Welcome To The Future: 050: Infest 2018 Preview

As we creep out of July and into August, it is usual that my thoughts begin to turn to two things – my birthday, and Infest. And as it happens this year, it is one of two important milestones. I turn 40, and then two weeks or so later, Infest turns 20.

The very fact that this festival – the only Industrial and Electronic Festival in the UK of this size nowadays, and I think the only one to last more than five in this country – continues is a reason for celebration, but to reach a twentieth edition is a heck of a milestone for any event.

Infest has seen a way through various fashions in the music it covers, music of varying extremities, and a whole host of bands that may otherwise have never made it to these shores, but has continued a core commitment to introducing festival goers to new music, as well as bands that they may already love.

Intriguingly, too, nine of the artists – and three of the headliners – are British bands this year, including perhaps the most high-profile headliner they’ve ever had, as they also expand to four nights from the usual three for the first time. Which might well change the dynamic, that’s for sure – festival-goers might need to pace themselves a bit. Might.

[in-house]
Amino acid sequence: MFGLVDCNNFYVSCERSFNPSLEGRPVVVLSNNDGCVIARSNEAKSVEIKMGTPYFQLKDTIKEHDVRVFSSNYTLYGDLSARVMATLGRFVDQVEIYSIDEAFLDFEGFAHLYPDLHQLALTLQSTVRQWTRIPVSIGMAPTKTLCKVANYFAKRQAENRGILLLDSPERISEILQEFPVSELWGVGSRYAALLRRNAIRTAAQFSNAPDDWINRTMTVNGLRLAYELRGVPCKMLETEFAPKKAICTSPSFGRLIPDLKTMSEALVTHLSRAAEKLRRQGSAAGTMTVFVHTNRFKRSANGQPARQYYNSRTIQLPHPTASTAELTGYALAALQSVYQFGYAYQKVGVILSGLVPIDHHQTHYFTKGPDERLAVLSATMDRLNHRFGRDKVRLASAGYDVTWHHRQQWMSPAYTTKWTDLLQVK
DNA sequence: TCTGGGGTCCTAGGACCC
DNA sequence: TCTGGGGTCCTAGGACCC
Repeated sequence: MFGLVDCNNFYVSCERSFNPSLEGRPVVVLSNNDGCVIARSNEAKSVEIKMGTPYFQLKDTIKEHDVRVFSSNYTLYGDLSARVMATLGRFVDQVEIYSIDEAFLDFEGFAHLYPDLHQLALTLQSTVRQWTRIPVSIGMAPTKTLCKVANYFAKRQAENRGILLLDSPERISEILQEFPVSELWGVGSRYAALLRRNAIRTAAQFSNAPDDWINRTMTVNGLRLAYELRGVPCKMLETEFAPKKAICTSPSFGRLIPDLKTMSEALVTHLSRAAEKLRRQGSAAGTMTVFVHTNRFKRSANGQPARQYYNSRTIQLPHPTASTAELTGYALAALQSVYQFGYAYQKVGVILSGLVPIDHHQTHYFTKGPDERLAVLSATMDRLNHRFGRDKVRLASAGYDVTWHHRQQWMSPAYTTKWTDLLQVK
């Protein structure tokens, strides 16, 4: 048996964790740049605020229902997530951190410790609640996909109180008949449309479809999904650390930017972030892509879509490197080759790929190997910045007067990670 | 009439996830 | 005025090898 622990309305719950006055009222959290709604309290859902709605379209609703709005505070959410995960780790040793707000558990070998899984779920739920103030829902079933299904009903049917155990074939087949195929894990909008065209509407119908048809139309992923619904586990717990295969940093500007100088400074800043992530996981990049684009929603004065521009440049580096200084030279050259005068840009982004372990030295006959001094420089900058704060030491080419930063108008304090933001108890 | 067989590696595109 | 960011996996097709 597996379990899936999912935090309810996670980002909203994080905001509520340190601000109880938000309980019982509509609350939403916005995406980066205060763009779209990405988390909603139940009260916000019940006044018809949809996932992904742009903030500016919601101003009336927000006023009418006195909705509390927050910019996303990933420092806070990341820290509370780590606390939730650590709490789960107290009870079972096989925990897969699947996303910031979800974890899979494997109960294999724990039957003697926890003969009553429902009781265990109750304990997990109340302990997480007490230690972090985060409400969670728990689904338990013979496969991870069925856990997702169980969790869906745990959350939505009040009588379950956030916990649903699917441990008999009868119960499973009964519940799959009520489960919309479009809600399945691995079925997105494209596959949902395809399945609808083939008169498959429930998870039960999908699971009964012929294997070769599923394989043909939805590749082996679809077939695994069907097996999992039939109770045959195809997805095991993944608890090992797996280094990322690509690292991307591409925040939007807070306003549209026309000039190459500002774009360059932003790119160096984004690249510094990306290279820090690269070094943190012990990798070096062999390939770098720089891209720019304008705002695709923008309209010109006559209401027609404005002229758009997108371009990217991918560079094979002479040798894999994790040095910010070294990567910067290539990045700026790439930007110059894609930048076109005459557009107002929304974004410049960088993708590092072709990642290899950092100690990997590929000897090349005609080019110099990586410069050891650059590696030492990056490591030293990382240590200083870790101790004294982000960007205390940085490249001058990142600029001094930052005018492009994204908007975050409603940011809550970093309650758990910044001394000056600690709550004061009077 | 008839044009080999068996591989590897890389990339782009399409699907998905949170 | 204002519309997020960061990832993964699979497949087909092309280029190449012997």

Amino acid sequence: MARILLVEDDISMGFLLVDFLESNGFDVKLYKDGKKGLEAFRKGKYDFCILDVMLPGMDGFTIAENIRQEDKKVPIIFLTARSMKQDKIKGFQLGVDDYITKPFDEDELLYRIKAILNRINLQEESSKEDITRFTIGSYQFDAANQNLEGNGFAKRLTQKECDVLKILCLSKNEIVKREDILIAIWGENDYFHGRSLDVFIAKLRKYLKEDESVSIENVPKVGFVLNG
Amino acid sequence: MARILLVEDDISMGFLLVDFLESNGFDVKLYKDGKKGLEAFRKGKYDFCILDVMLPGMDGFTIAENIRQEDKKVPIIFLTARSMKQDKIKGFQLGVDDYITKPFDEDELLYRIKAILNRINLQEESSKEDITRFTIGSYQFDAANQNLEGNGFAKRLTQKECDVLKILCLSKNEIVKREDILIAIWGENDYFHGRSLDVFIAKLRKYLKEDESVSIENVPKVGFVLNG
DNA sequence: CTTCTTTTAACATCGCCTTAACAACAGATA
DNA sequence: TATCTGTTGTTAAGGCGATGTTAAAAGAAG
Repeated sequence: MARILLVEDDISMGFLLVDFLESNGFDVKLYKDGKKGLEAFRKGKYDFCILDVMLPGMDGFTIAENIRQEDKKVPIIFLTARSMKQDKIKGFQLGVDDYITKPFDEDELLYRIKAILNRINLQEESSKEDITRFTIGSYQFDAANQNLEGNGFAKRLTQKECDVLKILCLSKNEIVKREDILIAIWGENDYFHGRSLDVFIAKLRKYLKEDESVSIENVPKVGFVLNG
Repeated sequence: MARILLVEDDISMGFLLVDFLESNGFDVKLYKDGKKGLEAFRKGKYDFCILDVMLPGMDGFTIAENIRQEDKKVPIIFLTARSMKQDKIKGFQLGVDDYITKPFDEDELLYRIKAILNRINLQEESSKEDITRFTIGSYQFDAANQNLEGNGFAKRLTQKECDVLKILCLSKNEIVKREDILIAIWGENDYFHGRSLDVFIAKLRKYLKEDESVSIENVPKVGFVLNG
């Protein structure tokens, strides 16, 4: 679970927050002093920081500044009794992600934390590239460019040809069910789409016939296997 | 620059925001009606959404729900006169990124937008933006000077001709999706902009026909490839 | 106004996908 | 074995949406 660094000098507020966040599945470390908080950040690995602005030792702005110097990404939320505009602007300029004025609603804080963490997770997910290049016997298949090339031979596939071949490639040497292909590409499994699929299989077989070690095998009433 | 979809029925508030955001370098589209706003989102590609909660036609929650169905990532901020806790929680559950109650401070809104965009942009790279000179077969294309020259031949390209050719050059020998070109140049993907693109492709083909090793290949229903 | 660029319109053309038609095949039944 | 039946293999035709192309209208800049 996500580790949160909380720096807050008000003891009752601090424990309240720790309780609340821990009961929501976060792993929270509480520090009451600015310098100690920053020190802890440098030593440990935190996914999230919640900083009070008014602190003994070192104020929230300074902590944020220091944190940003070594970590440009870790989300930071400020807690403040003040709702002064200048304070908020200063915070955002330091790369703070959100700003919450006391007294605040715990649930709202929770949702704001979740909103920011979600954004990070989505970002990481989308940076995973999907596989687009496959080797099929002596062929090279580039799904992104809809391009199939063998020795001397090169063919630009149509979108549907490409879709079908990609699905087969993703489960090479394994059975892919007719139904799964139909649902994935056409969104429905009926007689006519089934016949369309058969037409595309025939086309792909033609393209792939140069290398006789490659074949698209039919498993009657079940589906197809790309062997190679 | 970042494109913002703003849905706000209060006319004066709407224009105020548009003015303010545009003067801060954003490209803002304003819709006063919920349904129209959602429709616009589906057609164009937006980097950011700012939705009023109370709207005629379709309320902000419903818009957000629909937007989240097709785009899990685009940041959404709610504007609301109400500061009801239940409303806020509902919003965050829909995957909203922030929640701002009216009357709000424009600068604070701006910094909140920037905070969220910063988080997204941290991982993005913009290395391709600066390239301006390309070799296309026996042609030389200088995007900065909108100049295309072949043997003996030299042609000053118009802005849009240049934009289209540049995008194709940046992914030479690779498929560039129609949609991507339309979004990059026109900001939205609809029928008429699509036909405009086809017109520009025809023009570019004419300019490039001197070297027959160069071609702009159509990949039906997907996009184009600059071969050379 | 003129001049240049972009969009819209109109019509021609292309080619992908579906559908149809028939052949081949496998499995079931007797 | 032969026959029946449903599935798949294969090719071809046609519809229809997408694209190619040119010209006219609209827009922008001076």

My Infest going in stats: I’ve been to seventeen of the nineteen so far (I only missed the first two). I’ve seen 246 sets from 228 artists, DJed the festival twice, and posted thirteen reviews of past festivals. I’ve published photos from those thirteen festivals, too, in twenty-six albums, with 1,151 photos of bands and 852 photos of people. Work on those photos and reviews has taken incalculable hours, that I’d rather not think about, not to mention the countless friends I’ve made over the years, many of whom I’ll see once again this year.

As is usual, amodelofcontrol.com will be covering the festival in written and photo form (the review and related stuff will appear in the days after we leave for home), and inbetween all that, I’ll be around-and-about at the festival and hoping to catch up with people.

What am I doing today, then? I’m having a look at each of the bands, some of which I don’t know at all, some of which I’ve listened to but never seen live before, and then there are a number I’ve long been a fan of, and in some cases have seen live many times. It helps me to have an idea of the bands that are playing, and hopefully it might help you, the reader, particularly if you’re still considering whether to attend (spoiler: you should anyway, right?)

(Photos here come from last year’s Infest photos on amodelofcontrol.com: Bands / People)

Bands I don’t know

For me, these bands are often the most interesting on the bill. They are bands that I’ve no prior knowledge of, that I’ve not consciously heard before, and so aside from any prior research like this, they might be bands I come away as a new fan of.

One such band appears to be the Festival opener on Thursday, a slot that has sprung up some real surprises in the past. The honour of opening this year appears to go to Grave Diggers Union, a band from the North of England who from picking out a few songs, are an intriguingly dark and doomy post-punk(ish) band. Their sound on record seems to be heavily processed, so I suspect their live sound might be a bit different.